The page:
Welcome to Varied Expressions of Worship

Welcome to Varied Expressions of Worship

This blog will be written from an orthodox Christian point of view. There may be some topic that is out of bounds, but at present I don't know what it will be. Politics is a part of life. Theology and philosophy are disciplines that we all participate in even if we don't think so. The Bible has a lot to say about economics. How about self defense? Is war ethical? Think of all the things that someone tells you we should not touch and let's give it a try. Everything that is a part of life should be an expression of worship.

Keep it courteous and be kind to those less blessed than you, but by all means don't worry about agreeing. We learn more when we get backed into a corner.

Thursday, March 31, 2011

Opus 2011-105, Koran Klarifications: Spelling Problems

What is the Koran?  It is the document that records the words that Mohammed claimed to receive from the mouth of the Angel Gabriel. 
"And we have parcelled out the Koran into sections, that thou mightest recite it unto men by slow degrees, and we have sent it down piecemeal."  Surah 17, “The Children of Israel,” verse 106
This makes it the most sacred book of the religion of Islam.  It would be the Bible of Islam or, from their point of view, the Bible is the Koran of Christianity.

If you spend any time reading you will notice that there are spelling problems.  I will use the spelling “Koran” because that is what I am used to.  You will also see “Quran” and “Qur’an” and possibly other versions.  You will see the same types of varieties with the spelling of the name Mohammed.  In my last software the computer gave me five accepted spellings of the name.  My current program gives me six. 

The basic problem is deciding how to represent the Arabic script in Roman letters.  You see the same problem in Chinese.  These languages have their own script that is based on a different system than Western Europe.  Over the ages different people have developed different ways to represent the sounds they hear.  Add to that different regional twangs.  As an example, how would you phonetically spell the word “oil” if you heard it pronounced by J. Vernon McGee?  I would go for “awl.”  That is different from the way Dan Rather would say it.  So get used to it.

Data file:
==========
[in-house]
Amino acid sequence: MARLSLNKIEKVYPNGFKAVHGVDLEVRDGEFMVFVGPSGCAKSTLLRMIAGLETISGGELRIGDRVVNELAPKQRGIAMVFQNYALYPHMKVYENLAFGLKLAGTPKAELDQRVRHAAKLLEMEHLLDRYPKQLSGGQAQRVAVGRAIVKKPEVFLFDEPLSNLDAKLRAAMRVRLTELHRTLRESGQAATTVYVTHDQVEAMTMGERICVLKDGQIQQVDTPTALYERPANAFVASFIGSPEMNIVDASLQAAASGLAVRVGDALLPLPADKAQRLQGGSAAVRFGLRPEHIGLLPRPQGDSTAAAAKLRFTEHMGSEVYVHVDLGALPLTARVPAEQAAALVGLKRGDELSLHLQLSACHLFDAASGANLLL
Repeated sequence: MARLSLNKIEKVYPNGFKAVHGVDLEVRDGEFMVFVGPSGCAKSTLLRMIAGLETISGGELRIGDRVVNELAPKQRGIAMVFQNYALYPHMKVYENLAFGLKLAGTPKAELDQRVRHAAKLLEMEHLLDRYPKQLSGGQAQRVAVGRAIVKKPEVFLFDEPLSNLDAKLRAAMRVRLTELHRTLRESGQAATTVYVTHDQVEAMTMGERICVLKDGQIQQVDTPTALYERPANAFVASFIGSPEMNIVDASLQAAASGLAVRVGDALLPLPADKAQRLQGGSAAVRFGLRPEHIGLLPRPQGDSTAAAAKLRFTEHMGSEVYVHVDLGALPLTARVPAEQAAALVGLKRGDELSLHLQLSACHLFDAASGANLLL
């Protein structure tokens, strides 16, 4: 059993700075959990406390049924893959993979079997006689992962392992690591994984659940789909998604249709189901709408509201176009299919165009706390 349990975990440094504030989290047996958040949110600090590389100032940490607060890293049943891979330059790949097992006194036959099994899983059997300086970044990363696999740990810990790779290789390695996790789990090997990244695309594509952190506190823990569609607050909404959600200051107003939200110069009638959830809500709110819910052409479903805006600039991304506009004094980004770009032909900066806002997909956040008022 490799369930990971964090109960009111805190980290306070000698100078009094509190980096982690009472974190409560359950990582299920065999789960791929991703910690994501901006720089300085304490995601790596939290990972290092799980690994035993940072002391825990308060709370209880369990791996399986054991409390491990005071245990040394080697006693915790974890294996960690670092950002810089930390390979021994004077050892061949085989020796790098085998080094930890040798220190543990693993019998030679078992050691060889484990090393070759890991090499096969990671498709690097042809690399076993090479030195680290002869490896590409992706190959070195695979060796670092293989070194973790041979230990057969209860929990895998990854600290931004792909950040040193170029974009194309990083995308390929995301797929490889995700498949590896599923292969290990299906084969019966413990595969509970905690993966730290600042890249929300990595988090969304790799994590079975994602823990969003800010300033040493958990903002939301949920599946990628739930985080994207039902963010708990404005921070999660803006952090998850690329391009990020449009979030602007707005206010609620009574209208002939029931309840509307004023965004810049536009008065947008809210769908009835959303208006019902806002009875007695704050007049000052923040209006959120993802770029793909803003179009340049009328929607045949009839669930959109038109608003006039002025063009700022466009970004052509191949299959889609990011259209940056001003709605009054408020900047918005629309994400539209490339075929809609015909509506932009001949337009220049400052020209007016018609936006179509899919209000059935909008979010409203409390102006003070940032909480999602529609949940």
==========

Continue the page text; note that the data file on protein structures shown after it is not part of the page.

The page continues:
Another issue is arrogance.  I am using a textbook that spells Mecca as Mekkah and Medina as Medinah.  These types of things come from “scholars” needing to impress people with their knowledge.  You always need to factor arrogance in.  The pronunciation of “Muslim” can also be a problem of arrogance.  I have people telling me how to say it.  They claim there is only one way.  When I ask Muslims they tend to shrug and say it doesn’t matter.

All Koran quotes are from the translation by Rev. J.M. Rodwell, M.A. provided by the Gutenberg Project.

homo unius libri

Opus 2011-104, On the NRSV

Earlier this year I came across a post that talked about the New Revised Standard Version (NRSV) as being openly “gender neutral.”  I engaged in a short discussion in the comment section and later wrote my own post on the subject.  I then realized I had a copy of the NRSV on my Bible shelf.  I decided to read it in one of my Perpetual Proverbs  cycles.  In the first chapter I begin to see the effects of the philosophy of being gender neutral.  The Hebrew word for “son” is replaced by the English word “child”.  This is an indication of what will continue through the entire book of Proverbs.

Sometime you should read through the introductory material on different translations.  This gives you a feel for the principles of translation.  I found what I wanted about this “gender neutral” idea in a section called “To the Reader.” 
“During the almost half a century since the publication of the RSV, many in the churches have become sensitive to the danger of linguistic sexism arising from the inherent bias of the English language towards the masculine gender, a bias that in the case of the Bible has often restricted or obscured the meaning of the original text.” p. xii